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A Dictionary of the Older Scottish Tongue (up to 1700)

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First published 1990 (DOST Vol. VII).
This entry has not been updated but may contain minor corrections and revisions.

Rag, n. Also: ragg, rage, radg. [ME and e.m.E. ragg(e (c1310), rag, OE *ragg (cf. raggig rough), ON rǫgg a tuft or strip of fur, Norw. and Sw. ragg rough hair.]See also Rag-weke, Rag-wheel.

1. In earliest use, only in the phr. to rive in (into, to) raggis.

a. Of cloth: Into tatters. Cf. 2 below. b. Of other things: Into small pieces or fragments. lit. and fig.a. a1400 Leg. S. xxiv 411.
His clathis in ragis he rafe
c1420 Wynt. v 1912. a1570-86 Schaw Maitl. F. 384/20.
Thair may cum flaggis … And ryve ȝour foirsaill all in raggis
b. c1500 Rowll Cursing 138 (M).
And ruffy ragman with his taggis Sall ryff thair synfull saulis in raggis
1535 Stewart 6675.
Quhill mony targe and scheild Raif into raggis, and mony speiris brak
Ib. 11712.
The schippis draif on forland and on craigis And maid thame all that tyme to ryve in ragis
1686 G. Stuart Joco-Ser. Disc. 35.
Ryve aw to raggs

2. A shred or scrap (of cloth); a rag. 1540 Lynd. Sat. 2239.
I haif ane groit heir bundin in ane rag
a1568 Jok & Jynny 51.
Fyve fidder of raggis to stuff ane jak
1585 Edinb. B. Rec. IV 439.
The … raggis and clouttis lyand in the said places is … ane occasioun of infectioun
1595 Duncan App. Etym.
Lacinia, a plet, or rag
1662 Crim. Trials III 607.
Quhen we rease the wind we tak a rag of cloth and weitts it in water; and we tak a beetle and knokis the rage on a stone … Whan we wold lay the wind we dry the ragg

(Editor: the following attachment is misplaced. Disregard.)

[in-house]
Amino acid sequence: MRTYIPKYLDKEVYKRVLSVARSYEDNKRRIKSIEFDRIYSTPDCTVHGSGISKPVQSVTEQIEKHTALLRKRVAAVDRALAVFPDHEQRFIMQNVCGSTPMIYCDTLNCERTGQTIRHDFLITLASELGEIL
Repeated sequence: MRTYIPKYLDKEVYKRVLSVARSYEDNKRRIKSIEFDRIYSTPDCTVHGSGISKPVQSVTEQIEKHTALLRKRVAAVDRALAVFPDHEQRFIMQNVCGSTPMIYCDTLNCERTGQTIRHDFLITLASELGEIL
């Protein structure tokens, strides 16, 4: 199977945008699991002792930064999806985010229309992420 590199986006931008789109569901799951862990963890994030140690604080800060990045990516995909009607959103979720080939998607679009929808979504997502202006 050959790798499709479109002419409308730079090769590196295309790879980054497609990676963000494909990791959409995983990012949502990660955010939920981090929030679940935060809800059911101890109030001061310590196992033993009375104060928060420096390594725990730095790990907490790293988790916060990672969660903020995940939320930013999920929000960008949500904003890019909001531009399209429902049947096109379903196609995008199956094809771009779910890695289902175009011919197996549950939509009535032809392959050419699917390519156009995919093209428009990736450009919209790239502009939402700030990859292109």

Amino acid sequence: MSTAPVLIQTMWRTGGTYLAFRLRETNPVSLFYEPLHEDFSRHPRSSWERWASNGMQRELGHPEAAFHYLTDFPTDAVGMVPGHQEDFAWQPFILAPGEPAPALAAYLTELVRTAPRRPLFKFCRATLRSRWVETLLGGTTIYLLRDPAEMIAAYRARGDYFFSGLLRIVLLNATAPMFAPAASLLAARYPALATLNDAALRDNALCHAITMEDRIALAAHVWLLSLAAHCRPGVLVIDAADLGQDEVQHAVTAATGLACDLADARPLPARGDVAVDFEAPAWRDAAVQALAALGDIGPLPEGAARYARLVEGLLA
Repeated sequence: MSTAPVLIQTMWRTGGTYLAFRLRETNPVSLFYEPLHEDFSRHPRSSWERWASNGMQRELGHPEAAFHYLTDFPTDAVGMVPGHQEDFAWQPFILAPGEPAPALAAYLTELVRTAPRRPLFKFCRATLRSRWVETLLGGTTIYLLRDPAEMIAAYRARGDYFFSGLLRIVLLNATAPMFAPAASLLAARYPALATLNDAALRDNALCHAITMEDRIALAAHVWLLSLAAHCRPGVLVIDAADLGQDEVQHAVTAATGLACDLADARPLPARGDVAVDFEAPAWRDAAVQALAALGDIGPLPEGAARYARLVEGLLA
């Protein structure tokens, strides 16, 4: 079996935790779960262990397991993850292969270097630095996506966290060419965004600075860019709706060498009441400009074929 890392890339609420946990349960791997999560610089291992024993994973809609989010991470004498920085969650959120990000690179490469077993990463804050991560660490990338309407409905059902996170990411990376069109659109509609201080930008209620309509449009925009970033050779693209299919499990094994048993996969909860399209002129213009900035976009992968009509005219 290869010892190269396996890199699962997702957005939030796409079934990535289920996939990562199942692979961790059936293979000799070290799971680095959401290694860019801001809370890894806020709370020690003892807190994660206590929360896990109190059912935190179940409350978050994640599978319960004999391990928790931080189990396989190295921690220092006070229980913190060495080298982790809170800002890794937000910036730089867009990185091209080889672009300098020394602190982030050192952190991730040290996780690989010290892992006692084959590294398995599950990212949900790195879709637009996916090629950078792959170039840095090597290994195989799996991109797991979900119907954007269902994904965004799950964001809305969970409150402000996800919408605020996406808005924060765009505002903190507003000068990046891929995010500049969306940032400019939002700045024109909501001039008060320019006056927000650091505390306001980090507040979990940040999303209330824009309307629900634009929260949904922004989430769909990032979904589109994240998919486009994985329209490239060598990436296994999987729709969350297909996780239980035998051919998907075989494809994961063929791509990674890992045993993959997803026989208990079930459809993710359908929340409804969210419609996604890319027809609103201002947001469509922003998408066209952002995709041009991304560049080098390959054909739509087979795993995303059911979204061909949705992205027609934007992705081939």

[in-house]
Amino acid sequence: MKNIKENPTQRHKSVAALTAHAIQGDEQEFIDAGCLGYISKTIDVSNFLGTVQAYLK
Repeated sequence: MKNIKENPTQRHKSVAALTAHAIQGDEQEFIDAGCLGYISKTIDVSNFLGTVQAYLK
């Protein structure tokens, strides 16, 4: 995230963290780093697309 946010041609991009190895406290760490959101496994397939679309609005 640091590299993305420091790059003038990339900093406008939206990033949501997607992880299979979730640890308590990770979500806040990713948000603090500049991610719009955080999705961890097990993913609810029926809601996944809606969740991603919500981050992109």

1695 Bk. Old Edinb. C. XXV 63.
Two that lookes after the rags the morters and beating stuff commonly called governours and two masters of salls which size and finish the paper

b. Used in pl., to denote tattered clothes. c1500-c1512 Dunb. (O.U.P.) 190/27.
Honest ȝemen … Ar now arrayit in raggis
15.. Sym & Bruder 28.
Quhen thai had reddit thair ragis
1583 Sempill Warning xx.
Thair return may be with tartane raggis

3. A remnant; something left over.In quots. 1566 and 1638, perh. with contemptuous reference to (chiefly or only) material objects used in the services of the pre-Reformation church. 1566 Bk. Univ. Kirk I 87.
Our brethren who … refuse the Romish ragges
c1590 Fowler I 29/76.
In my breist the rev[i]uing raggs of lowe may yit be kend
1638 Wemyss in Sc. Diaries 122.
Ane commone prayer bouk … so filthy polutted with the treue rittes and radgs of Rome

4. a. fig. and comb. in rag-footed (orig. ? = shod in rags), unsound (reasoning). b. Allusively, with reference to this. 1606 Birnie Kirk-b. xix.
Some rag-footed resons that we must refute
1657 R. Moray Lett. fol. 67 (31 Dec.).
I will let you find you are in the glaid's hands with your reason and the rag about the foot of it

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"Rag n.". Dictionary of the Scots Language. 2004. Scottish Language Dictionaries Ltd. Accessed 2 Dec 2022 <>



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